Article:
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"I SAID NO!" The Exhausting Reality of Living With PDA



“Don’t tell me what to do!” "You're not my boss!" "I don't want to!"

If things like this are frequently heard in your home, it may not be just because your child is "defiant" or "disrespectful." We often label children's behavior based on our standards and expectations, which they may not be able to meet.


If your child consistently (and persistently!) struggles with the ability to complete necessary daily tasks or engage in activities with family and friends, you might want to learn more about PDA! And please remember ... it's not just exhausting for you, it's also exhausting for your child.


What exactly is PDA?


Avoiding demands is a natural human behavior that we all engage in from time to time. Pathological Demand Avoidance, or PDA, falls under the umbrella of autism, though not every autistic individual will have PDA. Like many other neurodivergent traits and conditions, PDA can be misunderstood and stigmatized. Many children who are labeled as a “problem child” may actually be in distress from PDA symptoms. 


Persistent Desire for Autonomy and other neuro-affirming language


At Flourish, we prefer to use language that is empathetic and destigmatizing to conceptualize PDA, such as referring to PDA as a “Persistent Desire for Autonomy." We also try not to use words like tantrum, defiance, disrespect, hard-headed, bossy, etc to describe Autists and PDA-ers as these are inherent negative / judgmental terms that people use to describe children who do not meet our very strict social norms.


What are the symptoms of PDA?


  • Intense anxiety when faced with demands or expectations

  • Extreme avoidance of everyday demands and requests

  • A need for autonomy and control over their surroundings

  • Social communication difficulties

  • Difficulty with transitions and changes


Because of these symptoms, numerous everyday expectations may be avoided simply because they are “demands”. Some individuals describe it as a sense of pressure leading to a feeling of loss of control, subsequently escalating anxiety and potentially triggering panic. In fact, meltdowns in PDA are best understood as being like panic attacks. This panic can happen over almost anything ... for example, when it's time to do something "simple" like put on your shoes to leave for school, or even when it's something fun, like being invited to a birthday party.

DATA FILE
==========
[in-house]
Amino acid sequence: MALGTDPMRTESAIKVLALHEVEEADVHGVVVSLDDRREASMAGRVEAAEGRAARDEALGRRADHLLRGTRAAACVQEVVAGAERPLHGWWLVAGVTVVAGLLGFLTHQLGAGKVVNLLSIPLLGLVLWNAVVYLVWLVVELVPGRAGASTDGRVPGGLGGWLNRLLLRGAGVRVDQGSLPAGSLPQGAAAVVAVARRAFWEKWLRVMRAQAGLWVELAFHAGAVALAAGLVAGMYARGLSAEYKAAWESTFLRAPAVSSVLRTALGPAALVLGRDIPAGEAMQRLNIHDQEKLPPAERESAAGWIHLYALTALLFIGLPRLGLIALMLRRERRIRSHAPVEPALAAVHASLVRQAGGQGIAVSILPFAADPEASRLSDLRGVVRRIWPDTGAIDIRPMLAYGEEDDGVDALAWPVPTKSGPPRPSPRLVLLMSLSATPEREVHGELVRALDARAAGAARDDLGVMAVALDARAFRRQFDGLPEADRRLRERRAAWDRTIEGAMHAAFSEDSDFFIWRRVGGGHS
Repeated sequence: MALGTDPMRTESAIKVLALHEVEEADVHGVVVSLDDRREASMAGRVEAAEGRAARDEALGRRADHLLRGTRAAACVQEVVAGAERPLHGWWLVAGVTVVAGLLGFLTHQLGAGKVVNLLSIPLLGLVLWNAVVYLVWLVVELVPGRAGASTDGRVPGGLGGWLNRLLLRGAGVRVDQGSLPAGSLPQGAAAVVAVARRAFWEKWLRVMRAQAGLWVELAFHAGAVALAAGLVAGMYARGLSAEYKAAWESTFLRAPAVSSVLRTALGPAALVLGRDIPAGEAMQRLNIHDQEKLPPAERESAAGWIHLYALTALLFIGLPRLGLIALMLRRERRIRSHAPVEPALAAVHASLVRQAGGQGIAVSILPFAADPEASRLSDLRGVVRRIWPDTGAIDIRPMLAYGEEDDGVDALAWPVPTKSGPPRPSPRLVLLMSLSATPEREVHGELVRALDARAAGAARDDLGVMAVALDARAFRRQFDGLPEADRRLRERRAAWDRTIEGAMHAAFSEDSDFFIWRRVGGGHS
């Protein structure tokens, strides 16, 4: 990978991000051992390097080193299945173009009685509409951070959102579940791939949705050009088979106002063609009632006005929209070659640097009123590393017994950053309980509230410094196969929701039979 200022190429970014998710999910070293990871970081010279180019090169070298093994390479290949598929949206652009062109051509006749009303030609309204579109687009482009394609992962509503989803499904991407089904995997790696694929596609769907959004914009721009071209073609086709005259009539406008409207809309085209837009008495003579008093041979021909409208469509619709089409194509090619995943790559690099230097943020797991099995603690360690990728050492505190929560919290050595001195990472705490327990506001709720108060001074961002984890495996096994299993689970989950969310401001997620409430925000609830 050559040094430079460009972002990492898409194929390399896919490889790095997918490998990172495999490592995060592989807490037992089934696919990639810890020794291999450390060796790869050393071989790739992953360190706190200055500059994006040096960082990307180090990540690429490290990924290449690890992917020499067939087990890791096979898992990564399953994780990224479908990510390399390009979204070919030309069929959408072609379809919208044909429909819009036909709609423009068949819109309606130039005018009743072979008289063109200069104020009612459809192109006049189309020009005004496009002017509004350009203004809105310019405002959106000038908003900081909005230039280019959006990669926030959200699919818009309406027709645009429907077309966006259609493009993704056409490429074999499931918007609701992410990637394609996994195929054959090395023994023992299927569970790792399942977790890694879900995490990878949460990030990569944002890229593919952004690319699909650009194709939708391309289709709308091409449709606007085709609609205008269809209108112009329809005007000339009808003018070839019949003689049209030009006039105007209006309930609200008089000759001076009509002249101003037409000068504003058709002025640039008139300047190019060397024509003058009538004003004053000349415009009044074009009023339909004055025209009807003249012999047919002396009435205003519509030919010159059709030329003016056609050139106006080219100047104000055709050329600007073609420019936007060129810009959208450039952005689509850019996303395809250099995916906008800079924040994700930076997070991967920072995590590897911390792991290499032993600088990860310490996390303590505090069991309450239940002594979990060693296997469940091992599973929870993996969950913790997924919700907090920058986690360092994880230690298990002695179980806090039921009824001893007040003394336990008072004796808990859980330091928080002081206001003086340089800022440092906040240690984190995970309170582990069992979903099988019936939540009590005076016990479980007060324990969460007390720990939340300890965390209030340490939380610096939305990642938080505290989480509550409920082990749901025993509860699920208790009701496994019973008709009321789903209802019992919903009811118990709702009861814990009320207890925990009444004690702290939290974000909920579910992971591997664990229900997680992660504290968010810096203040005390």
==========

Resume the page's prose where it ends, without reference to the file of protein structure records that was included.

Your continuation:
Many people can misjudge the avoidance as 'irrational’—such as an apparently exaggerated reaction to a minor request, or the sensation of hunger inexplicably hindering someone from eating. However, the pressure and panic of a demand is very real to a child (or adult!) with PDA. 


Therapy for PDA in Asheville, NC


PDA meltdowns can cause significant distress and conflict in close relationships. If you’re a parent of a child with PDA, you may feel exhausted from constant battles over expectations.


If you’re a neurodivergent adult with PDA, you may find yourself in frequent conflict with partners, friends, or co-workers. No matter how PDA affects your life, we’re here to help. At Flourish we offer therapy services for children, families, and adults who want to embrace their desire for autonomy while building peaceful relationships. 


If you’re interested in learning more or scheduling an appointment, please email jill@flourishasheville.com or give us a call at 828-532-6717.

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